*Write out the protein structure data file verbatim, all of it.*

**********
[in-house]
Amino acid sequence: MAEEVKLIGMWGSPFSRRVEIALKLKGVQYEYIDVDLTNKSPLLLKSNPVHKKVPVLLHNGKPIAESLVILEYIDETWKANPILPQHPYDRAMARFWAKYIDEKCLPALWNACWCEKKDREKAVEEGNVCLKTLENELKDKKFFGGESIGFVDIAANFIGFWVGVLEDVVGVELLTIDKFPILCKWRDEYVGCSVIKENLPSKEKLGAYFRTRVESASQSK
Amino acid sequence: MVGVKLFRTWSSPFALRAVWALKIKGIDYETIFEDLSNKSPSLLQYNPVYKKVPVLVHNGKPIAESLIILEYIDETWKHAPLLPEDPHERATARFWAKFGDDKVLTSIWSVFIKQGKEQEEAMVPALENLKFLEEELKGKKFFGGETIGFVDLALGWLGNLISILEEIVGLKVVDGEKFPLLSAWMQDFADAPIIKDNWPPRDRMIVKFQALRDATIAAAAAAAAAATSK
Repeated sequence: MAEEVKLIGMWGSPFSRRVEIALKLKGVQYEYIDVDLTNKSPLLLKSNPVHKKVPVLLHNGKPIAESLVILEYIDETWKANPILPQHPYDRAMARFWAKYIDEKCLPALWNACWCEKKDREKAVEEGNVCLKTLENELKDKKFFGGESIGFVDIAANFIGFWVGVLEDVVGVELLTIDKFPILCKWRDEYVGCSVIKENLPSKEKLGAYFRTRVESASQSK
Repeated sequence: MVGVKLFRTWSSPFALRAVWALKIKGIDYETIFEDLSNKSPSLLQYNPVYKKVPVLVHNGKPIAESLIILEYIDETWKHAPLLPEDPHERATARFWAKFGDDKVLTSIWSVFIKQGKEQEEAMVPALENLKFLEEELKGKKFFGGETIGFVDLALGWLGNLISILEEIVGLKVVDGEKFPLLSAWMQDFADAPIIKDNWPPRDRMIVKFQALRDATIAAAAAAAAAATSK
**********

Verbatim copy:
[in-house]
Amino acid sequence: MAEEVKLIGMWGSPFSRRVEIALKLKGVQYEYIDVDLTNKSPLLLKSNPVHKKVPVLLHNGKPIAESLVILEYIDETWKANPILPQHPYDRAMARFWAKYIDEKCLPALWNACWCEKKDREKAVEEGNVCLKTLENELKDKKFFGGESIGFVDIAANFIGFWVGVLEDVVGVELLTIDKFPILCKWRDEYVGCSVIKENLPSKEKLGAYFRTRVESASQSK
Amino acid sequence: MVGVKLFRTWSSPFALRAVWALKIKGIDYETIFEDLSNKSPSLLQYNPVYKKVPVLVHNGKPIAESLIILEYIDETWKHAPLLPEDPHERATARFWAKFGDDKVLTSIWSVFIKQGKEQEEAMVPALENLKFLEEELKGKKFFGGETIGFVDLALGWLGNLISILEEIVGLKVVDGEKFPLLSAWMQDFADAPIIKDNWPPRDRMIVKFQALRDATIAAAAAAAAAATSK
Repeated sequence: MAEEVKLIGMWGSPFSRRVEIALKLKGVQYEYIDVDLTNKSPLLLKSNPVHKKVPVLLHNGKPIAESLVILEYIDETWKANPILPQHPYDRAMARFWAKYIDEKCLPALWNACWCEKKDREKAVEEGNVCLKTLENELKDKKFFGGESIGFVDIAANFIGFWVGVLEDVVGVELLTIDKFPILCKWRDEYVGCSVIKENLPSKEKLGAYFRTRVESASQSK
Repeated sequence: MVGVKLFRTWSSPFALRAVWALKIKGIDYETIFEDLSNKSPSLLQYNPVYKKVPVLVHNGKPIAESLIILEYIDETWKHAPLLPEDPHERATARFWAKFGDDKVLTSIWSVFIKQGKEQEEAMVPALENLKFLEEELKGKKFFGGETIGFVDLALGWLGNLISILEEIVGLKVVDGEKFPLLSAWMQDFADAPIIKDNWPPRDRMIVKFQALRDATIAAAAAAAAAATSK